Process of truth telling a success

Free Image Hosting at www.ImageShack.us
Ardoyne chimneys - click on thumbnail
The truth telling process involved in the making of a book about Ardoyne and the people who died as a result of the conflict has been described as a substantial success by its authors.
The report compiled by Dr Patricia Lundy, lecturer at the University of Ulster and Dr Mark McGovern, lecturer at Edge Hill College in Lancaster, was launched on Tuesday detailing the impact the book Ardoyne: The Untold Truth had on the local and wider community.
The Untold Truth, produced by the Ardoyne Commemoration Project, told the story of the 99 people from Ardoyne killed as a result of the conflict.
For the report the researchers carried out interviews with relatives of the 99 victims, a cross-section of opinion within Ardoyne and representatives of other Nationalist and Unionist communities.
“We wanted to know what participants got out of engaging in such a process and what contribution it might make to conflict resolution,” Patricia Lundy said, speaking at the launch on Tuesday.
“And what most relatives told us was that this was about acknowledgement and recognition of what ordinary people had gone through.
“That was the most important impact the book had. It gave people the opportunity to tell their own story. The key to the project’s success was that it was carried out by local people.”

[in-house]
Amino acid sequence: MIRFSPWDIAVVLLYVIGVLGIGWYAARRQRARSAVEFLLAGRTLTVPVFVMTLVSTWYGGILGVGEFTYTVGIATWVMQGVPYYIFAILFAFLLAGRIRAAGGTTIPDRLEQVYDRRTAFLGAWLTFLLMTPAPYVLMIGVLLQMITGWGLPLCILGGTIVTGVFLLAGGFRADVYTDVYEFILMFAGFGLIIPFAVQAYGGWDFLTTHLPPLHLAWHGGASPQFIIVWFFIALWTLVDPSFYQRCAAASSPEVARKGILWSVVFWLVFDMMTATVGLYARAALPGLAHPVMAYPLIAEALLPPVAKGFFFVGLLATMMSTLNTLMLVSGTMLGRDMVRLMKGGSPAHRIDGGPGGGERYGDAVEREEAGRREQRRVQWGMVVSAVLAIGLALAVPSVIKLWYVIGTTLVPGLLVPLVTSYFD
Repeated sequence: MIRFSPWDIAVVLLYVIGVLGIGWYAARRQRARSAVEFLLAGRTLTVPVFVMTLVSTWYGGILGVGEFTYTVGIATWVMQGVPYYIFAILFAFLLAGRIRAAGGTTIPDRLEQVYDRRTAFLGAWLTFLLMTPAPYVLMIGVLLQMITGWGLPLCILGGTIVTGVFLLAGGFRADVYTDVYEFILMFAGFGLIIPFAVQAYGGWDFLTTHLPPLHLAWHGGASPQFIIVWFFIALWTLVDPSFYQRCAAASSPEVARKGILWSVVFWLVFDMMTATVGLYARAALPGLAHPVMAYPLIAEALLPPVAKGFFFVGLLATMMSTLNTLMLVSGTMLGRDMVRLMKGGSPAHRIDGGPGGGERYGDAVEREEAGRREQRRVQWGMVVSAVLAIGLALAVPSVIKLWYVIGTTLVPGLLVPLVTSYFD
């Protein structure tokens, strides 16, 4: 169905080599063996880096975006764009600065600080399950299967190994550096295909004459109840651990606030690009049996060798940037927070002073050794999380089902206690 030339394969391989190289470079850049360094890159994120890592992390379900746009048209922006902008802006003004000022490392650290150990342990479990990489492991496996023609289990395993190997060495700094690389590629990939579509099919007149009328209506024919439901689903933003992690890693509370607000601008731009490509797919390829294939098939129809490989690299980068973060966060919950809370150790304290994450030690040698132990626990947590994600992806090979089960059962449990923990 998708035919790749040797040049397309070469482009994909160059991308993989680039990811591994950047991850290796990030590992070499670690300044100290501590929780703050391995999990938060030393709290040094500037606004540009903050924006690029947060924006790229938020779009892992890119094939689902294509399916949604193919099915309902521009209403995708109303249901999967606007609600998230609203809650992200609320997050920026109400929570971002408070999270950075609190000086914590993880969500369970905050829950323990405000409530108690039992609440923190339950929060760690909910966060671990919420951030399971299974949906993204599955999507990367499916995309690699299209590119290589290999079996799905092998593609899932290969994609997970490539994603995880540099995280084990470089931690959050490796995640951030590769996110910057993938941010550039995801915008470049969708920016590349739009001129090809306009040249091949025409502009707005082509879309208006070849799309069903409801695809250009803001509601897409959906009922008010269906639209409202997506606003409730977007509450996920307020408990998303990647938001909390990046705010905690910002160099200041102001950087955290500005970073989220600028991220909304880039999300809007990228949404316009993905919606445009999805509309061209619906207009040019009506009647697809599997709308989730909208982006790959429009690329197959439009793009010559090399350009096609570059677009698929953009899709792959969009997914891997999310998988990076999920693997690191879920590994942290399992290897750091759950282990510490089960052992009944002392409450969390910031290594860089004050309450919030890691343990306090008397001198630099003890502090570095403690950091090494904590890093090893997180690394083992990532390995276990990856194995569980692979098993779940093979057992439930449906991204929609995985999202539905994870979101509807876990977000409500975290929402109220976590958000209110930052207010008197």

In the main, the findings of the report entitled Community, Truth-telling and Conflict Resolution showed that engaging in such a community ‘truth-telling’ process was an extremely positive experience for those who participated.
Supporting this the report states: “Clearly of importance was ‘giving voice’ and documenting previously excluded or marginalised voices. The value and symbolism in giving individuals the opportunity to ‘tell their story’ should not be underestimated.”
The report, which was funded by the Community Relations Council, also reveals that the groundbreaking work carried out in Ardoyne has been recognised internationally.
The book, which has travelled as far afield as Chile, South Africa and Sri Lanka, is also being seen as a model that could be used in other societies and communities.
Free copies of the report can be picked up at Intercomm, Holy Cross Church, Ardoyne Focus Group or by accessing cain.ulst.ac.uk website or by telephoning Patricia Lundy at the University of Ulster on 08700 400 700.


This page is powered by Blogger. Isn't yours?